Seven months after a drive-by serial killer began ambushing residents of Phoenix, police have released 911 calls of victims' relatives begging for help in the hope of getting new tips.
"My brother — they just shot him," an anguished woman tells the emergency operator after a March 18 shooting. "Just right in front of my house."
The recordings capture the panic and the horror of the shootings but don't provide any new clues to the identity of the gunman.
However, Phoenix police hope the release of the calls might spur someone with information to come forward and give detectives the break they need.
"We've done what we can do forensically and it has not helped us solve the case," Sgt. Jonathan Howard said Thursday. "We're still hoping for that one piece of the puzzle and we think that will come from the community. We're confident that somebody knows something."
Investigators have linked nine shootings between March and June through physical evidence. Seven people have been murdered, including a 12-year-old girl.
Nancy Pena's twin brother, Horacio, was gunned down June 3 as he returned home from his job at a group home. She's frustrated by the lack of progress in the case.
"In the beginning, I had all this hope like we are going to get him and now I feel it's faded," she said. "Like he got away with it."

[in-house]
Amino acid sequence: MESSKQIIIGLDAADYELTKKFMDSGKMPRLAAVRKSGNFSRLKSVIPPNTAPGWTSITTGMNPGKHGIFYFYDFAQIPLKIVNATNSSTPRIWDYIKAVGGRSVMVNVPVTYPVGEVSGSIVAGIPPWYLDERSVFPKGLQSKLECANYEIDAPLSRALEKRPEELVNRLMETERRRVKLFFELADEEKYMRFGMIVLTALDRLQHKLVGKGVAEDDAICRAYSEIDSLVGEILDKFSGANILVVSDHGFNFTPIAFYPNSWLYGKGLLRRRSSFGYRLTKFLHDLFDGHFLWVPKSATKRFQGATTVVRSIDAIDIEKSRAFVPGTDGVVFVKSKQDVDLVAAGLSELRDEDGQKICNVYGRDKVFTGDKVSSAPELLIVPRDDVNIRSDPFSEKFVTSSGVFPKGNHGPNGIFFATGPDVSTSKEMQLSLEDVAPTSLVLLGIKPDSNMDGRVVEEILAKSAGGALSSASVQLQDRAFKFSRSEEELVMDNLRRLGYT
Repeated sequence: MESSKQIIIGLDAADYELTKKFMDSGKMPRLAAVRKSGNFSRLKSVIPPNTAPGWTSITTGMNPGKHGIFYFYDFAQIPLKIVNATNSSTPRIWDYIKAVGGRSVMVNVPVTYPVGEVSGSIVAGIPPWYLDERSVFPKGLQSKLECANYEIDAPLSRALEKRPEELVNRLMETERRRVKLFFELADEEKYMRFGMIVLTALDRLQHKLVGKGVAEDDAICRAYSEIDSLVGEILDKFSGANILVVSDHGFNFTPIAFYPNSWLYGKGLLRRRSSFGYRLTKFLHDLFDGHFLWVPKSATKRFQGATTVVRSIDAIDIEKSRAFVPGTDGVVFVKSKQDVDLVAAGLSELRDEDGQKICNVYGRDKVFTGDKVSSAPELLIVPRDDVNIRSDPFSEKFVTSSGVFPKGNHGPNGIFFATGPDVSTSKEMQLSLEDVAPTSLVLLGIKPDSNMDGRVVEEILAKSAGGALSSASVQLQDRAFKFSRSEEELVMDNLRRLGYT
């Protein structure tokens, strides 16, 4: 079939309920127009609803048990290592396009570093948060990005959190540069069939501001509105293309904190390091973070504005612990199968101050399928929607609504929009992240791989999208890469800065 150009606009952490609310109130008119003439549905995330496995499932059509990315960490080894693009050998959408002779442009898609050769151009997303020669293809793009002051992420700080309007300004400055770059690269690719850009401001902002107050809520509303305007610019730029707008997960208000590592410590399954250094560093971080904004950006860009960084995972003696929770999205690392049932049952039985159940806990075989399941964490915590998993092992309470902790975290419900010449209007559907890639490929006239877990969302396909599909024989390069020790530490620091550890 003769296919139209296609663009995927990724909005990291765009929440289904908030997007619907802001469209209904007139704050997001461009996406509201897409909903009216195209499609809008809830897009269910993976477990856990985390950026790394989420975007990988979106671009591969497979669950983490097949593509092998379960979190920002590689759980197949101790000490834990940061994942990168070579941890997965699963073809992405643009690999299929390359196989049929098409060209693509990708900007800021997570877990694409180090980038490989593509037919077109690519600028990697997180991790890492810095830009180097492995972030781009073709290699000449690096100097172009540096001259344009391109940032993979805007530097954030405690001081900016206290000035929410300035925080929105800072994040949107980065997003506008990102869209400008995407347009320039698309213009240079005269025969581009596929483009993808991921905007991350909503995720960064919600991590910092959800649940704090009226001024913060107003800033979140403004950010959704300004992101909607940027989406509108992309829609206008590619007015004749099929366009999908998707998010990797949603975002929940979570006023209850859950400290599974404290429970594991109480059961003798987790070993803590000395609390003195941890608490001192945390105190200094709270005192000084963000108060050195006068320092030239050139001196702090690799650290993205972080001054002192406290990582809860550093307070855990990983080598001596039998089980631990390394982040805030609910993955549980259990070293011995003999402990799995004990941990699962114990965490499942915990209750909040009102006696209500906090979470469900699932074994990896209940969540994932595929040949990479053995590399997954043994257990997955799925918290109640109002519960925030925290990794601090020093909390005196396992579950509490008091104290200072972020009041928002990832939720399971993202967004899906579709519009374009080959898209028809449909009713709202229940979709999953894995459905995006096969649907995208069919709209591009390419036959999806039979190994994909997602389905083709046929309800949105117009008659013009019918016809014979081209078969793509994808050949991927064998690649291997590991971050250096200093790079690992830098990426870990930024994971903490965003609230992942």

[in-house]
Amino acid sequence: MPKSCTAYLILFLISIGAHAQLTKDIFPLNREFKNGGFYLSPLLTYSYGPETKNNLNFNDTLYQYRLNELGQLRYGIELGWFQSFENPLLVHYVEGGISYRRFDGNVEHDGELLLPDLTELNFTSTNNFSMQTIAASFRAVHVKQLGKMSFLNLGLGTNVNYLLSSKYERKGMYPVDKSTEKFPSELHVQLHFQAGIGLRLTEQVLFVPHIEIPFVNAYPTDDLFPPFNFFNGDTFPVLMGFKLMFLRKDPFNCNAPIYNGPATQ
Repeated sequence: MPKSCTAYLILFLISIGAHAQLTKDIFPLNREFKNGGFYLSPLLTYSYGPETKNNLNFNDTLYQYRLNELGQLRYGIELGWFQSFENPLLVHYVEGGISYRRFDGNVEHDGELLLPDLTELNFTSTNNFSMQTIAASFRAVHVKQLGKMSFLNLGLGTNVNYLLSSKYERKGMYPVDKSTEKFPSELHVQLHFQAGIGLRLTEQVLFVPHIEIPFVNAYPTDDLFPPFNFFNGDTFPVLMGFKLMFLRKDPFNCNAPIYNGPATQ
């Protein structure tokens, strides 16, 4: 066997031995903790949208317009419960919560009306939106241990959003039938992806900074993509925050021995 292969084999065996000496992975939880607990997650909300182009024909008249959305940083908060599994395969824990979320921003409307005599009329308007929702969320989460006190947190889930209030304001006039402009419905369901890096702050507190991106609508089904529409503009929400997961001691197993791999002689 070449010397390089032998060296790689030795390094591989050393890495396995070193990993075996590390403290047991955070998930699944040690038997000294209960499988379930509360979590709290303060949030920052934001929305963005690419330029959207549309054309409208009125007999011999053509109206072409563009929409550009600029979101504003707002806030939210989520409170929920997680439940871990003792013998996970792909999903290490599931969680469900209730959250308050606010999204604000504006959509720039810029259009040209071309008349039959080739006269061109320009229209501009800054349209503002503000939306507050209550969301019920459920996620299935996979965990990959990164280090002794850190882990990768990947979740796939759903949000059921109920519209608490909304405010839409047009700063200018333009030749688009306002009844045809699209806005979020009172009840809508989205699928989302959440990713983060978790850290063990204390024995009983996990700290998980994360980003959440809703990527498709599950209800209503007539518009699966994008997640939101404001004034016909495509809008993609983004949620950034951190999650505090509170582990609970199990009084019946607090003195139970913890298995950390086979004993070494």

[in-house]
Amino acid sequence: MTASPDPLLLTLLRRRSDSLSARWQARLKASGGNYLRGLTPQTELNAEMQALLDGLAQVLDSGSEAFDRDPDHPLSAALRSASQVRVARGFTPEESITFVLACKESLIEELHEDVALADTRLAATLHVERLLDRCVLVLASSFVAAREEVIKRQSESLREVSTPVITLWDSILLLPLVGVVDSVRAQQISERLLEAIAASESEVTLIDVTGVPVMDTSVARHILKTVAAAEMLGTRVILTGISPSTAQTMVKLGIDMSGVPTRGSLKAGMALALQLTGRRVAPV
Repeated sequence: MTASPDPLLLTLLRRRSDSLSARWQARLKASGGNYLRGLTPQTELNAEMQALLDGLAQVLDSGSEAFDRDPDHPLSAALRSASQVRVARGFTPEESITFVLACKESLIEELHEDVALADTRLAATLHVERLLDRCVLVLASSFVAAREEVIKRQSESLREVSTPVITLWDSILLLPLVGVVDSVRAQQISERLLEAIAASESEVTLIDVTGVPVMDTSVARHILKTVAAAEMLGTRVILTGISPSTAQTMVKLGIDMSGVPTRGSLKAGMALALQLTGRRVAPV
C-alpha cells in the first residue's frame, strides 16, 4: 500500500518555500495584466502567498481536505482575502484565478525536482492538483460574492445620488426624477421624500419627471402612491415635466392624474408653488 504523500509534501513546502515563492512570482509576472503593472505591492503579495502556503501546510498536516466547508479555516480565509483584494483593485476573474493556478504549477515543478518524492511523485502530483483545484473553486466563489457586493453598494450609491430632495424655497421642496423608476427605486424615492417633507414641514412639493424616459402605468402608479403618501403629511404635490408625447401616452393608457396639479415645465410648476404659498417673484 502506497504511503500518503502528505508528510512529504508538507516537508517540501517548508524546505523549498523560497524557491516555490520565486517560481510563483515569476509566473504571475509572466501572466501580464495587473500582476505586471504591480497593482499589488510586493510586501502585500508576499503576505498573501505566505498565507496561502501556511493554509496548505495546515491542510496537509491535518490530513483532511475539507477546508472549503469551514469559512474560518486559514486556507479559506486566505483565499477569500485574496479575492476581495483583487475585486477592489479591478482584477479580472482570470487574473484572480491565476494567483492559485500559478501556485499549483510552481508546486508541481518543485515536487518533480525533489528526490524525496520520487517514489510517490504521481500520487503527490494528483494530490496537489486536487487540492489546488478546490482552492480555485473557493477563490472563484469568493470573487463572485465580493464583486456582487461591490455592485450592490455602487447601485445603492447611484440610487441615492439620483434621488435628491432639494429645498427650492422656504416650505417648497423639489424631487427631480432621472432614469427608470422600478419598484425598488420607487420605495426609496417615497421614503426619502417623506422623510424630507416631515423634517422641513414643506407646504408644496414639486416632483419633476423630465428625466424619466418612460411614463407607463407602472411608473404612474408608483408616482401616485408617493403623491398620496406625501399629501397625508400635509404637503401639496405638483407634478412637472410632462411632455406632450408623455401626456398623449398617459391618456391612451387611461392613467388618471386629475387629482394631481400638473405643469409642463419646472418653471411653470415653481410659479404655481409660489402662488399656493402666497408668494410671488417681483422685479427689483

Former FBI profiler Clint Van Zandt, an NBC News analyst, said there are a number of reasons the suspect may have stopped killing.
"Sometimes it means there was so much attention the shooter is smart enough to say, 'We better lay low for a while,'" he said.
"Or sometimes we see the shooter has been arrested for some nondescript crime. It could be something has changed in their life — a marriage or a job change. Or they may have moved, temporarily or permanently."
But just because the gunman has not struck in three months doesn't mean he won't kill again, Van Zandt said.
"For some, it's like emotional heroin," he said. "They get a high and then they get off and then that old itch comes back again."
The Phoenix police are taking a calculated risk by releasing the 911 calls, he said. The resulting publicity might dislodge an important lead, but it could also "instigate" a certain type of killer to go out hunting for new victims.
"You don't want to challenge someone to go out and kill again," Van Zandt said.
Although, he said, that could be law enforcement's best chance to catch the suspect.
"Many times — it's a terrible thing to say — we have to wait until the next shooting," he said.